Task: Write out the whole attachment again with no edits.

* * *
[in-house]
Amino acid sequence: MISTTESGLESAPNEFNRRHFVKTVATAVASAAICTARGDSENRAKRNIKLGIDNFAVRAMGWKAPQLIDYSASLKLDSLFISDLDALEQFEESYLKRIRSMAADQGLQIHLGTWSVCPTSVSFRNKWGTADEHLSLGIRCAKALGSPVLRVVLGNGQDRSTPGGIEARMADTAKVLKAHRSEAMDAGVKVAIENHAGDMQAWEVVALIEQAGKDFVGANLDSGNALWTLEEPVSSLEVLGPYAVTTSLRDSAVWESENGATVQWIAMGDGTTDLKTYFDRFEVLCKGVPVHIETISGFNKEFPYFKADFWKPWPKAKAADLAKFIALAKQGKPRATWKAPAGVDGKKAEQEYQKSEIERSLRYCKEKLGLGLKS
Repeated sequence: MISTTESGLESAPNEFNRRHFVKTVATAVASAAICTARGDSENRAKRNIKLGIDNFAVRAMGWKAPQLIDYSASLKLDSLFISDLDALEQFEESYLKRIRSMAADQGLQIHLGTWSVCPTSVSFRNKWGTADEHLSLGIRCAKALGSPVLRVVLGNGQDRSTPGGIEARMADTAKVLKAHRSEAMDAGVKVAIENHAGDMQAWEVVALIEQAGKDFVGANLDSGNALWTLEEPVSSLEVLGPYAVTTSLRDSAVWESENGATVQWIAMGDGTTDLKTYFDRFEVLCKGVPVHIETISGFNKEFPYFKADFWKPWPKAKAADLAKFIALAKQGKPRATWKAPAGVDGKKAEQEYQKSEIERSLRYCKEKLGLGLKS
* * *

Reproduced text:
[in-house]
Amino acid sequence: MISTTESGLESAPNEFNRRHFVKTVATAVASAAICTARGDSENRAKRNIKLGIDNFAVRAMGWKAPQLIDYSASLKLDSLFISDLDALEQFEESYLKRIRSMAADQGLQIHLGTWSVCPTSVSFRNKWGTADEHLSLGIRCAKALGSPVLRVVLGNGQDRSTPGGIEARMADTAKVLKAHRSEAMDAGVKVAIENHAGDMQAWEVVALIEQAGKDFVGANLDSGNALWTLEEPVSSLEVLGPYAVTTSLRDSAVWESENGATVQWIAMGDGTTDLKTYFDRFEVLCKGVPVHIETISGFNKEFPYFKADFWKPWPKAKAADLAKFIALAKQGKPRATWKAPAGVDGKKAEQEYQKSEIERSLRYCKEKLGLGLKS
Repeated sequence: MISTTESGLESAPNEFNRRHFVKTVATAVASAAICTARGDSENRAKRNIKLGIDNFAVRAMGWKAPQLIDYSASLKLDSLFISDLDALEQFEESYLKRIRSMAADQGLQIHLGTWSVCPTSVSFRNKWGTADEHLSLGIRCAKALGSPVLRVVLGNGQDRSTPGGIEARMADTAKVLKAHRSEAMDAGVKVAIENHAGDMQAWEVVALIEQAGKDFVGANLDSGNALWTLEEPVSSLEVLGPYAVTTSLRDSAVWESENGATVQWIAMGDGTTDLKTYFDRFEVLCKGVPVHIETISGFNKEFPYFKADFWKPWPKAKAADLAKFIALAKQGKPRATWKAPAGVDGKKAEQEYQKSEIERSLRYCKEKLGLGLKS